SMITH v. The STATE.
Tariq Smith was tried by a Fulton County jury and convicted of murder and several other crimes in connection with the fatal shooting of Emmanuel Opoku–Afari. Smith appeals, contending that the trial court erred when it removed one of the jurors after the evidence was closed. We find no merit in that contention, but we note that the trial court erred when it failed to sentence Smith for attempted armed robbery and the unlawful possession of a firearm by a convicted felon. Accordingly, we affirm in part, vacate in part, and remand for resentencing.1
1. Viewed in the light most favorable to the verdict, the evidence shows that, on October 12, 2010, Smith sold a television to Opoku–Afari. During the transaction, Smith noticed that Opoku–Afari seemed to have a lot of money, and he devised a plan to rob him. Later that day, Smith discussed his plan with Anthony Norris and Tefflon Rhoden, who agreed to assist Smith with the robbery. Traveling together in Norris's truck, the three men located Opoku–Afari, and they followed him to his apartment in South Fulton County. But when the three men approached Opoku–Afari with guns, Rhoden apparently became afraid that the victim might “try to do something,” and he shot the victim in the head before the robbery could take place. The men fled the scene, but Smith—who had prior convictions for aggravated assault and drug felonies—was ultimately apprehended by police.
Smith does not dispute that the evidence is sufficient to sustain his convictions. Nevertheless, we have independently reviewed the record with an eye toward the legal sufficiency of the evidence. We conclude that the evidence adduced at trial was legally sufficient to authorize a rational trier of fact to find beyond a reasonable doubt that Smith was guilty of the crimes of which he was convicted. See Jackson v. Virginia, 443 U.S. 307, 319(III)(B), 99 S.Ct. 2781, 61 L.Ed.2d 560 (1979); Powell v. State, 291 Ga. 743, 744(1), 733 S.E.2d 294 (2012) (“[a] person who does not directly commit a crime may be convicted upon proof that a crime was committed and that person was a party to it”) (citations and punctuation omitted). See also OCGA § 16–2–20(b) (defining parties to a crime).
2. Smith was found guilty of three counts of felony murder, and the trial court properly sentenced him for only one of those counts. The trial court purported to merge the other two felony murders—which were predicated on attempted armed robbery and the unlawful possession of a firearm by a convicted felon—into the felony murder for which Smith was sentenced. But as noted in footnote 1, supra, those felony murders were vacated by operation of law. And because the trial court failed to recognize that those felony murder counts were vacated, it erroneously merged the underlying crimes for those felony murder counts (attempted armed robbery and the unlawful possession of a firearm by a convicted felon) into the vacated felony murders. As a result, the trial court failed to sentence Smith for crimes of which he was found guilty and properly should have been convicted.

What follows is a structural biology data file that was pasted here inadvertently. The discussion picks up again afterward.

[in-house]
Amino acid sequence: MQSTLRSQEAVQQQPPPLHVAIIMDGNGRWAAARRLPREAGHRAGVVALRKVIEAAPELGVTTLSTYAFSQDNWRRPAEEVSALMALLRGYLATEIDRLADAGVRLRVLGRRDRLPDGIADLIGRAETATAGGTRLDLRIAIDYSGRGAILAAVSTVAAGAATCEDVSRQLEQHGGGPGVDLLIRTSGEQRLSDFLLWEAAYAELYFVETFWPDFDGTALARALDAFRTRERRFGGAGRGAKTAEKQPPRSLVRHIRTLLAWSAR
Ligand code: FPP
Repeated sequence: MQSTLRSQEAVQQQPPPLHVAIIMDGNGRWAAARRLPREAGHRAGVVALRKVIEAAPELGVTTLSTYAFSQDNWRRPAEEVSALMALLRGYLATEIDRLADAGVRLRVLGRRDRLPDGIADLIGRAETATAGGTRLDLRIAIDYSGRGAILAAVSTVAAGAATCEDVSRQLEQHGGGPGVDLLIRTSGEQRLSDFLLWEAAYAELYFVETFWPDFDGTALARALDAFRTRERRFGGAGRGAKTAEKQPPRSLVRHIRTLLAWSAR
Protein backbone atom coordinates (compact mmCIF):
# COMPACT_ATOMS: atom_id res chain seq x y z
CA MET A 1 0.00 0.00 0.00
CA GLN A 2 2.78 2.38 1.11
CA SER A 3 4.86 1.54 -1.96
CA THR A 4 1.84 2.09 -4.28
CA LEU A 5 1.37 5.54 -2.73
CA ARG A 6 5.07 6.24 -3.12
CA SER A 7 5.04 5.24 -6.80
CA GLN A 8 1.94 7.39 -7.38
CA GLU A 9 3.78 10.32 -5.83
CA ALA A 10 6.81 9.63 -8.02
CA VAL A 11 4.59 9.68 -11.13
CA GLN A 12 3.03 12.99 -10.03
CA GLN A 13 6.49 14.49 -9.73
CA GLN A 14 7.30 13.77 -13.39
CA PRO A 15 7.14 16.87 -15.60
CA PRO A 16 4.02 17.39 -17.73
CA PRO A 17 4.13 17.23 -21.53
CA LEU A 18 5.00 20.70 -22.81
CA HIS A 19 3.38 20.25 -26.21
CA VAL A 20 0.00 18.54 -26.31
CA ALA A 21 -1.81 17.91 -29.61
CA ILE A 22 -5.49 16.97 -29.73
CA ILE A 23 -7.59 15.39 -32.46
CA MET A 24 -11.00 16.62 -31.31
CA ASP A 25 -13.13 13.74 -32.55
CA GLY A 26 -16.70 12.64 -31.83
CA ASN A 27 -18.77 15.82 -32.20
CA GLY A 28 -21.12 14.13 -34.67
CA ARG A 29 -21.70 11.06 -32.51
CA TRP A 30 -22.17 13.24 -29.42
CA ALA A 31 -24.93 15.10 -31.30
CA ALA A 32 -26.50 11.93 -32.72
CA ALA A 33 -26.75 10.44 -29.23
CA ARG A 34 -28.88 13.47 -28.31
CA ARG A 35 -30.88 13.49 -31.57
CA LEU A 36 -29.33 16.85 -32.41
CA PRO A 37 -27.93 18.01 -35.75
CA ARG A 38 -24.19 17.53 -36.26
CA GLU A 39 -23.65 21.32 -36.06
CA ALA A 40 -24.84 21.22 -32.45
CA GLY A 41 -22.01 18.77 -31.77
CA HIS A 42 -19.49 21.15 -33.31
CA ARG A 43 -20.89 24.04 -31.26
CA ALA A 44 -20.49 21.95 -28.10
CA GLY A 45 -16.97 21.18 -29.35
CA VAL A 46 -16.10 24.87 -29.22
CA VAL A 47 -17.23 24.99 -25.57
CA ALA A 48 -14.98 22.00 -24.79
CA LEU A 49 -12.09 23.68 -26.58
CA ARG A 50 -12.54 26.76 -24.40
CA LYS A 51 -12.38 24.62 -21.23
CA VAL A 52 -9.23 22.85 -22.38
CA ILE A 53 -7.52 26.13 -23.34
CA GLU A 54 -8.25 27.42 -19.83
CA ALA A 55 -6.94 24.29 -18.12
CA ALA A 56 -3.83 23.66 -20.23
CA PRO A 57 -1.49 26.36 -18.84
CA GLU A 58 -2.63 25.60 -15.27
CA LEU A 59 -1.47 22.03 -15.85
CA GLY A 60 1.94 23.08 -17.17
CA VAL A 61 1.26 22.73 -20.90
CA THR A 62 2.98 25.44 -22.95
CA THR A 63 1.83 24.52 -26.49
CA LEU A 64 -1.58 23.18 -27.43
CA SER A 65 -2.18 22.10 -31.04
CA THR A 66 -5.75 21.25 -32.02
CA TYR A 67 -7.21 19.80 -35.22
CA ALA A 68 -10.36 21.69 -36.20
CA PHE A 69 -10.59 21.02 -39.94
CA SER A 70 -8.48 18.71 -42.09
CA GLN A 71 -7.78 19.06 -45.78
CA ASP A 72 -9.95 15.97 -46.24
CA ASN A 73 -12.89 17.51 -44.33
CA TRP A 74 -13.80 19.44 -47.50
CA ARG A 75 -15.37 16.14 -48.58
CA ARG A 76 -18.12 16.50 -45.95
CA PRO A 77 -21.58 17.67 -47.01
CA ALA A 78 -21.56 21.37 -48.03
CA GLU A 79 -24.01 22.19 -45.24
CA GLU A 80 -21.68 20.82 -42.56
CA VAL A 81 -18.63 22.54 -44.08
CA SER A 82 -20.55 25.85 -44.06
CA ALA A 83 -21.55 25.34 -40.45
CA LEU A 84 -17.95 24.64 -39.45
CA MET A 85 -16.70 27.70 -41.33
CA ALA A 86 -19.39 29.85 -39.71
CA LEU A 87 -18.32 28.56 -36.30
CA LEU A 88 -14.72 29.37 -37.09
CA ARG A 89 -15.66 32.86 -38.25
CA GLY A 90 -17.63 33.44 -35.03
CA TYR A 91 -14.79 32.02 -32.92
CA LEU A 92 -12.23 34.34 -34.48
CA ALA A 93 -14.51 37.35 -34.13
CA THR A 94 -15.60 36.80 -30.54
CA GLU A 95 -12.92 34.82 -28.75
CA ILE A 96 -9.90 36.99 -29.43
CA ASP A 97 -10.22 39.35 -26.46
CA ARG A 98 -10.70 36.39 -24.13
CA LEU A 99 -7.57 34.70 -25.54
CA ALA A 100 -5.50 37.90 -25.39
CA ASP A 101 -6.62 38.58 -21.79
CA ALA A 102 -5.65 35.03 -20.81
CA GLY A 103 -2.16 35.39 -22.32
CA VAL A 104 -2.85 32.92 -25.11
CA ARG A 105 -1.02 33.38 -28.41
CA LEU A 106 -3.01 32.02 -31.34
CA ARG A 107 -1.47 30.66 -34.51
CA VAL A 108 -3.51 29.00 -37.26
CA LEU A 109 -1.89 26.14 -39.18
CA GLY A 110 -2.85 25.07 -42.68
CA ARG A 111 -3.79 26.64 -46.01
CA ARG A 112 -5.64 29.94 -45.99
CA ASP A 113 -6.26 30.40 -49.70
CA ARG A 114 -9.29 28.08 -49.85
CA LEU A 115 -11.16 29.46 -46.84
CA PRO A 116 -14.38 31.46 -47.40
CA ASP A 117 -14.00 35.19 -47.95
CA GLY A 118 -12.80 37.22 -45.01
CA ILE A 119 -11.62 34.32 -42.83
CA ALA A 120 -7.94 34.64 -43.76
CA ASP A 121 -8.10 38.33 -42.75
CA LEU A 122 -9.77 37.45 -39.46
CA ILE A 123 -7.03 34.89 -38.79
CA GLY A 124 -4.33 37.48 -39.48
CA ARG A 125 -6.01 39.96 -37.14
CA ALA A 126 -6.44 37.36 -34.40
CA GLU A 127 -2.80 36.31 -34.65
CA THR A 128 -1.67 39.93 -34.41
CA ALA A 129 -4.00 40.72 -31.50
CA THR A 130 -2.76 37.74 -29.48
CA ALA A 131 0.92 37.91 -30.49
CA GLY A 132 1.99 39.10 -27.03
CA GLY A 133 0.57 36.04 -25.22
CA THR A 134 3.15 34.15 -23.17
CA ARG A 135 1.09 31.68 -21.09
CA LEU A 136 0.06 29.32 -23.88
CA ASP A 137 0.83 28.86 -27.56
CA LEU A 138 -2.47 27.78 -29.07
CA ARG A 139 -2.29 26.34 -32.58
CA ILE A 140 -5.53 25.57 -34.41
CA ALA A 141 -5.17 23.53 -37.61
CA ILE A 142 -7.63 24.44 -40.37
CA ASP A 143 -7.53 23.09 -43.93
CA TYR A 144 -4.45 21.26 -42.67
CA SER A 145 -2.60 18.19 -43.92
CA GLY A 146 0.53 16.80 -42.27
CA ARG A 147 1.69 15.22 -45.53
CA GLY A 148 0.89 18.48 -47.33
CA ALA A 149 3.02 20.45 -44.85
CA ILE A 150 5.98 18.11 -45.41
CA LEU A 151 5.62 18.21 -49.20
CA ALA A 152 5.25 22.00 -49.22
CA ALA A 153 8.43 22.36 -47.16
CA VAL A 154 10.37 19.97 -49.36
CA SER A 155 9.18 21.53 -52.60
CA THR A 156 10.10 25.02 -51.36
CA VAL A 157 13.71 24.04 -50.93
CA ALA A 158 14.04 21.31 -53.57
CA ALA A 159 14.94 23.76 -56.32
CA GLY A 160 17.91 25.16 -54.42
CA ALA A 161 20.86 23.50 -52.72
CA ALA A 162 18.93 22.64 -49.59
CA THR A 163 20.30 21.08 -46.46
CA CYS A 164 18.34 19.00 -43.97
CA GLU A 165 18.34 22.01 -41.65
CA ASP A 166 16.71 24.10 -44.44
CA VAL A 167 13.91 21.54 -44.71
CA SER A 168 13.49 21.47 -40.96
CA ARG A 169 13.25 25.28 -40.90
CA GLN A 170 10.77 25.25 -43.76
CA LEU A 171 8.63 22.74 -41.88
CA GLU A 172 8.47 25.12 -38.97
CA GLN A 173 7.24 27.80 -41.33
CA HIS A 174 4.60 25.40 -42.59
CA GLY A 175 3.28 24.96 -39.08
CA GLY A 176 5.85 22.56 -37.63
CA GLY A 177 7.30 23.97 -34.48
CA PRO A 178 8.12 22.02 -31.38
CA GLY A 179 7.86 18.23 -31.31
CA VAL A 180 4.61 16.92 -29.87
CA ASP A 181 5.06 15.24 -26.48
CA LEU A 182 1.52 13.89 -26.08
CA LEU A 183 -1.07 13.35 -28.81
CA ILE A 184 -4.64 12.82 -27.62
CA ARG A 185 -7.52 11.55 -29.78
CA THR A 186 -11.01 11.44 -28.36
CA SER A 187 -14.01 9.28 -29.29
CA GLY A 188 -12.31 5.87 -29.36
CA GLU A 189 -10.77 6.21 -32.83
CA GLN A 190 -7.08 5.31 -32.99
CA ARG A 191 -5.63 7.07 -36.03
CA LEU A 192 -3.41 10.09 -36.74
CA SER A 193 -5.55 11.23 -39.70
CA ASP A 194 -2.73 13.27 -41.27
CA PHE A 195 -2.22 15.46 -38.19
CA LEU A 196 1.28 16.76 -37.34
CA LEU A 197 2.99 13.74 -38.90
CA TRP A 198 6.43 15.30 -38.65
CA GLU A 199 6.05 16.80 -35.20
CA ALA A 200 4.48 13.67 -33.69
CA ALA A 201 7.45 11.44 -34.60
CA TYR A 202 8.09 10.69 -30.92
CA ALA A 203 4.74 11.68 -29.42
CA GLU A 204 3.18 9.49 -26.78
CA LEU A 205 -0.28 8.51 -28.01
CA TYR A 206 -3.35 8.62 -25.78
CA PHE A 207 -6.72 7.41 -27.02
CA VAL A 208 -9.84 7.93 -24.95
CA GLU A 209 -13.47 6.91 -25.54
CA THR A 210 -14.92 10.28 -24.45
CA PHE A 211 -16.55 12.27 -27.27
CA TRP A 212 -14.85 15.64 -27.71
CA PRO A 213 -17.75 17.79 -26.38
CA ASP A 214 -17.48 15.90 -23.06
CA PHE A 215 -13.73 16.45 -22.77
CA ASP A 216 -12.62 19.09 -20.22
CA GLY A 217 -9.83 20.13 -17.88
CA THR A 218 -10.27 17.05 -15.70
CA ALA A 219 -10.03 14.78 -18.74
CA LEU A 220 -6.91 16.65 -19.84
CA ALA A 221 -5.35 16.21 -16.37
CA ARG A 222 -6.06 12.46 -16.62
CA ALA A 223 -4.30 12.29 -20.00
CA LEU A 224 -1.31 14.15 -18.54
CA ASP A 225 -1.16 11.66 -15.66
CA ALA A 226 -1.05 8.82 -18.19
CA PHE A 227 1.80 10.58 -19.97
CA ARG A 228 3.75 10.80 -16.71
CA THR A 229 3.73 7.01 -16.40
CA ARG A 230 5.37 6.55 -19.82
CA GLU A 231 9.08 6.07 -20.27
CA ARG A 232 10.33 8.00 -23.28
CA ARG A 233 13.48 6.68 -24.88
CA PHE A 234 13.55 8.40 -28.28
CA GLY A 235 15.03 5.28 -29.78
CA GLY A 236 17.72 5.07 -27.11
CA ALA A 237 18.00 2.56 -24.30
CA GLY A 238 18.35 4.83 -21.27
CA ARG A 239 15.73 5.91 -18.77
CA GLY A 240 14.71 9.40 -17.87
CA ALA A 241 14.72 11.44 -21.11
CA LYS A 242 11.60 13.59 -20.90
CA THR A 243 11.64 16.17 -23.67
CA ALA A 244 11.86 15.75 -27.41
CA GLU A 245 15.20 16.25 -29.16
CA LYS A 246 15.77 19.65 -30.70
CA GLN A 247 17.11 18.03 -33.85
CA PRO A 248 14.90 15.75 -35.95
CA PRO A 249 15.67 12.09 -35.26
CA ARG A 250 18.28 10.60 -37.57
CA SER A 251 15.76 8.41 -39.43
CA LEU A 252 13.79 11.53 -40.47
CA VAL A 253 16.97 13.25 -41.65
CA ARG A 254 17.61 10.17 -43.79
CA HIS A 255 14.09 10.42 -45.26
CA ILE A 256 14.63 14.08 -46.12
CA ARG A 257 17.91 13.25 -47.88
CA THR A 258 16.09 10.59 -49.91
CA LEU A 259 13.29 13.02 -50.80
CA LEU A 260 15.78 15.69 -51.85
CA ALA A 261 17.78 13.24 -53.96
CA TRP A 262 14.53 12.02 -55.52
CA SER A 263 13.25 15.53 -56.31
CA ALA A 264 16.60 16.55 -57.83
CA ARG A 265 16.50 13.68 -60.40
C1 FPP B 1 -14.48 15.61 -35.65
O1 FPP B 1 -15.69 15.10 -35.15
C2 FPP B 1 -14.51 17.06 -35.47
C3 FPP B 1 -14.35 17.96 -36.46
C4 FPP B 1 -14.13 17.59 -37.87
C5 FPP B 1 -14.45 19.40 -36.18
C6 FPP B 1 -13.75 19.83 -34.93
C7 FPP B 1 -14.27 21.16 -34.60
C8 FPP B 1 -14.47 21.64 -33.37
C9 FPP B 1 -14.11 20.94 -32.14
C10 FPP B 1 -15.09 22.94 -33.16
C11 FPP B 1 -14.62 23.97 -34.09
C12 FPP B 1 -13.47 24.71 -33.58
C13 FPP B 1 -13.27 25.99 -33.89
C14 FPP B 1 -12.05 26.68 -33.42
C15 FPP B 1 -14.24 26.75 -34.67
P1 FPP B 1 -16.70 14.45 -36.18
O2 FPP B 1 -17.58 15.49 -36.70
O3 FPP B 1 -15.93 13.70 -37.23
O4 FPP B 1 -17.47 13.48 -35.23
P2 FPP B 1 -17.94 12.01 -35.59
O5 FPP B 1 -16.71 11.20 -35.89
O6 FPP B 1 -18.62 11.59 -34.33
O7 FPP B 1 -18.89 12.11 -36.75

This sentencing error has not been raised by the State, and this Court has no duty “to scour the record searching for merger issues.” Nazario v. State, 293 Ga. 480, 488(2)(d), 746 S.E.2d 109 (2013). But if we notice a merger issue in a direct appeal, as we do here, we may resolve that issue. Id. at 486(2)(b), 746 S.E.2d 109. Accordingly, we vacate that portion of the trial court's sentencing order in which it merged attempted armed robbery and the unlawful possession of a firearm by a convicted felon into the vacated felony murders, and we remand for sentencing on those counts. See Hulett v. State, 296 Ga. 49, 52–56(2), 766 S.E.2d 1 (2014).
3. Smith's sole claim of error concerns the removal of a juror. The juror in question was an insurance agent, and the controversy that led to his removal began during the voir dire of prospective jurors, when Smith's lawyer asked the juror if they knew each other. When the juror said that he did not recognize the lawyer, the lawyer informed him that the lawyer had purchased insurance policies through the juror's insurance agency. The juror thanked the lawyer, who then asked him if the business relationship would affect his ability to “be fair to both sides.” The juror responded that it would not, and he ultimately was selected to serve on the jury.